This women's shelter, with locations in Lakeview and Old Town, needs volunteers to help serve dinner in the evenings. Or contribute your talents by teaching arts and crafts, tutoring at the learning center, helping out with the website or joining in fundraising efforts.
Breakthrough Urban Ministries
402 N. St. Louis, (773) 722-1144
Help serve breakfast, lunch or dinner at one of two locations once a month or volunteer to tutor youth once a week for a full semester. Volunteers are also sought for urban outreach to women struggling with addiction, teachers' assistants for pre-kindergarten kids and to coach basketball, soccer, baseball and T-ball.
multiple locations, (773) 878-0981
This organization dedicated to fighting homelessness seeks volunteers age 14 and up to cook, serve and pack bag lunches at two kitchens: the Inspiration Cafe [4554 N. Broadway] and the Living Room Cafe [806 E. 64th]. Tutors, yoga instructors, computer class instructors and those willing to help coach job training skills like resume writing and interviewing are always welcome.
United Church of Rogers Park
1545 W. Morse, (773) 761-2500
Each Sunday, the United Church of Rogers Park hosts a "community feast" at 5 p.m., open to all. Drop by early to help prepare the meal or head over Saturday morning to help bake the dozen pies served at the feast each week.
St. Ignatius Food Pantry
6559 N. Glenwood, (773) 764-5936
The St. Ignatius Food Pantry is seeking volunteers (especially those who speak Spanish or Russian) for help preparing meals and feeding the homeless. Volunteers are sought for help Wednesday and Friday afternoons. Volunteers must be at least 14 years of age to participate.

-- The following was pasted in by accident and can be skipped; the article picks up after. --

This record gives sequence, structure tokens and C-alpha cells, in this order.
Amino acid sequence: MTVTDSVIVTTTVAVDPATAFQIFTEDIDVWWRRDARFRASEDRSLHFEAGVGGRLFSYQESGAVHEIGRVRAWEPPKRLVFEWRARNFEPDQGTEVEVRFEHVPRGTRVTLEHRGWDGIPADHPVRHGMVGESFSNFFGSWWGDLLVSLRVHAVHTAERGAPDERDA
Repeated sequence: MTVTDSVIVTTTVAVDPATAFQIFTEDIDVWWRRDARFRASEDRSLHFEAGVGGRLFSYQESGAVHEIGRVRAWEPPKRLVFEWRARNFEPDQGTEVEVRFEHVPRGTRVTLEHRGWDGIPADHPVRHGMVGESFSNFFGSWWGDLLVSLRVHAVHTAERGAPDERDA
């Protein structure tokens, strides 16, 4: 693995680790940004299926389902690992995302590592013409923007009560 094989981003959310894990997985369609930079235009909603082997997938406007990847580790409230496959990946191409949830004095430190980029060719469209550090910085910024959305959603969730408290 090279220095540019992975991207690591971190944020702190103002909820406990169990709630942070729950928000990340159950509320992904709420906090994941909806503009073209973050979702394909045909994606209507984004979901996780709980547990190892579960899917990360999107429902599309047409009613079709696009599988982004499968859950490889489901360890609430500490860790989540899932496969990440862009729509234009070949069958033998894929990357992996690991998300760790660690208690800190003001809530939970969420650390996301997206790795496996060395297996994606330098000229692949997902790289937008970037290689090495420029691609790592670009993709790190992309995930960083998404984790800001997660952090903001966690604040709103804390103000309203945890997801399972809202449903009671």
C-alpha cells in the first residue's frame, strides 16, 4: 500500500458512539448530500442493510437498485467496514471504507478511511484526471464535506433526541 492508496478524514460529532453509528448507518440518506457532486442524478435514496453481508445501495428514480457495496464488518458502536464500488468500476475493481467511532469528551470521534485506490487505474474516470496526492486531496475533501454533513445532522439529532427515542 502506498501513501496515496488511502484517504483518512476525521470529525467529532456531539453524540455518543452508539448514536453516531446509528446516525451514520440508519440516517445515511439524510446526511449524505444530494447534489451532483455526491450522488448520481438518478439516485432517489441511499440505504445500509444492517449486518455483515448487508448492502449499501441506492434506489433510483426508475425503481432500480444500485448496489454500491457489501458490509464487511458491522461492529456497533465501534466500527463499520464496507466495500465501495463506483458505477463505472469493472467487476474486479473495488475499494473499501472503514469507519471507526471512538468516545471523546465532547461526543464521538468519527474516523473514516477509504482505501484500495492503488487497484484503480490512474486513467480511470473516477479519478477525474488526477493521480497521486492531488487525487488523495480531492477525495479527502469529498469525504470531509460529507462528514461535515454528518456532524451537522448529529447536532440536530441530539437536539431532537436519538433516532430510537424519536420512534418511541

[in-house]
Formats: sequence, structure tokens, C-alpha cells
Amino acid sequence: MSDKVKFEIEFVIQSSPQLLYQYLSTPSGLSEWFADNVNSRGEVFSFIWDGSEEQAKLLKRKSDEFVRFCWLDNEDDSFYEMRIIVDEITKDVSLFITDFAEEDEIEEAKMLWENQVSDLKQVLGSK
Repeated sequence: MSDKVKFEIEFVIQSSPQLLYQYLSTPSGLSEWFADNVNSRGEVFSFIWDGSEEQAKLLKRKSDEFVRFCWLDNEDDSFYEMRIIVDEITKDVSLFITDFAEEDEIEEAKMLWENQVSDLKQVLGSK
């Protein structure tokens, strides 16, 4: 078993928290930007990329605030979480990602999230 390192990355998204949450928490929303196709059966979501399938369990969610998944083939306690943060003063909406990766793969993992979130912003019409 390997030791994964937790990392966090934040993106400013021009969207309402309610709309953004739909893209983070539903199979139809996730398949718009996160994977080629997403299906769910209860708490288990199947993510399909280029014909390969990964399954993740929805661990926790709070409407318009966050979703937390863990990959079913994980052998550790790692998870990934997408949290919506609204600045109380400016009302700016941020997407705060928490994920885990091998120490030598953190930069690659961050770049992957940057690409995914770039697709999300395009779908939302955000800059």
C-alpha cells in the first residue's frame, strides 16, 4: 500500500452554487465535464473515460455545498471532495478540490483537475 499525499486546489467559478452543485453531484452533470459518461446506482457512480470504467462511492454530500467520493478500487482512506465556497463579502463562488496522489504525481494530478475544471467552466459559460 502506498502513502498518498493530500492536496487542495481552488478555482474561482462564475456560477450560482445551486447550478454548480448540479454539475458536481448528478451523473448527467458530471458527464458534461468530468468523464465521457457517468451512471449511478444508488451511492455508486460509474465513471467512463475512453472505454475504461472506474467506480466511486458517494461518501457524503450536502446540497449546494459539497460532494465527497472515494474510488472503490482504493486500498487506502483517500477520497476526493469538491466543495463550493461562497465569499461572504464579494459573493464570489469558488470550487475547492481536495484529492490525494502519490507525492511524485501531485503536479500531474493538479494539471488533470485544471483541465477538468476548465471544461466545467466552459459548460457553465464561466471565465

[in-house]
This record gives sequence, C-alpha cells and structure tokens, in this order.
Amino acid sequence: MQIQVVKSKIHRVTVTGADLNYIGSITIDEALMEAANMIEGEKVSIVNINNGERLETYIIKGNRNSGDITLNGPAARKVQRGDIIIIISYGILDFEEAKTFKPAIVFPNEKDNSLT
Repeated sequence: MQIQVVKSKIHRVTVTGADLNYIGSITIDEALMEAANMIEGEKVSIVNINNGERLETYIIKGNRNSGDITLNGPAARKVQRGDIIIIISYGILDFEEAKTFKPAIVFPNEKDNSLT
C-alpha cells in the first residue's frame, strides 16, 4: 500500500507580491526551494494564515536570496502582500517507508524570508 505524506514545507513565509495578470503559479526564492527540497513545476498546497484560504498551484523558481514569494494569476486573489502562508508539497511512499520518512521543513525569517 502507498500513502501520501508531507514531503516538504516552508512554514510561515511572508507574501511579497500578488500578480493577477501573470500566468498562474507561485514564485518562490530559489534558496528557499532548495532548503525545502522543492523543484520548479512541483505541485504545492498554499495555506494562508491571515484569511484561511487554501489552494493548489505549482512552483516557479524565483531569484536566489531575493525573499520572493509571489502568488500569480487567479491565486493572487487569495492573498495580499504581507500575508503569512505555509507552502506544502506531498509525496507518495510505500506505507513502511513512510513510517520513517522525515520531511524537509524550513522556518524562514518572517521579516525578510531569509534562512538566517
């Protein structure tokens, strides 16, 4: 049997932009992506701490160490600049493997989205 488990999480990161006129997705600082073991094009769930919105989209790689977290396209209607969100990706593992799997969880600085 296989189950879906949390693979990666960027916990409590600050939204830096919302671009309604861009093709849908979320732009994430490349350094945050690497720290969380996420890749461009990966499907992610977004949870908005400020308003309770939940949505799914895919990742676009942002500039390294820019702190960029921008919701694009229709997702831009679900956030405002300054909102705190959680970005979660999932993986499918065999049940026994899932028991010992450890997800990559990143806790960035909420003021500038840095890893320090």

1014 N. Hamlin, (773) 342-8384
If you're looking to volunteer by helping prepare meals, Leslie's Place on the city's West Side is in need of volunteers Tuesday through Friday each week. Volunteers can participate in a group.
Third Sunday Food Pantry
5443 S. Washtenaw, (773) 419-6141
The Third Sunday Food Pantry is seeking volunteers to help prepare and distribute food, and to help with crowd control. Volunteers must be at least 21 years of age to help and can participate in a group.
Got more to give? Check out these websites:
Virtual Food Drive
Don't have extra items to donate from your pantry? Even if you've got nothing extra to spare from the kitchen cabinets, you can still help donate food. Many companies have begun "virtual food" drives – where you can virtually shop for items and donate without having to handle or drop off those extra cans. Donors get an instant receipt confirming their donation, and all money donated is restricted to food purchasing.
America's Second Harvest
It's the country's "food bank network" – fighting hunger not only in the Chicago area, but across the nation. You'll find info on how to donate food in your area, corporate and personal volunteer opportunities across the country, and ways to donate money toward the fight against hunger. The group collects more than 2 billion pounds of food and grocery products each year. Ever wonder how the food you donate gets to those who are hungry? The group breaks the collection down into five steps, and shows you how your contribution really does make a difference.
Since 1991, Chicago Cares has created, managed, and led 20,000 community service projects, offered Chicagoans more than 275,000 volunteer opportunities, and dedicated 875,000 hours of service to the City of Chicago. These programs help meet the most pressing needs in education (adult and children), hunger, health and wellness, senior services, and environment and rehabilitation.
Be thankful for Centerstage Chicago's Thanksgiving Guide
Eat Out ~ Drink on the Eve
Get Cookin' ~ Buy a Pie
Eat at O'Hare ~ Munch Near Midway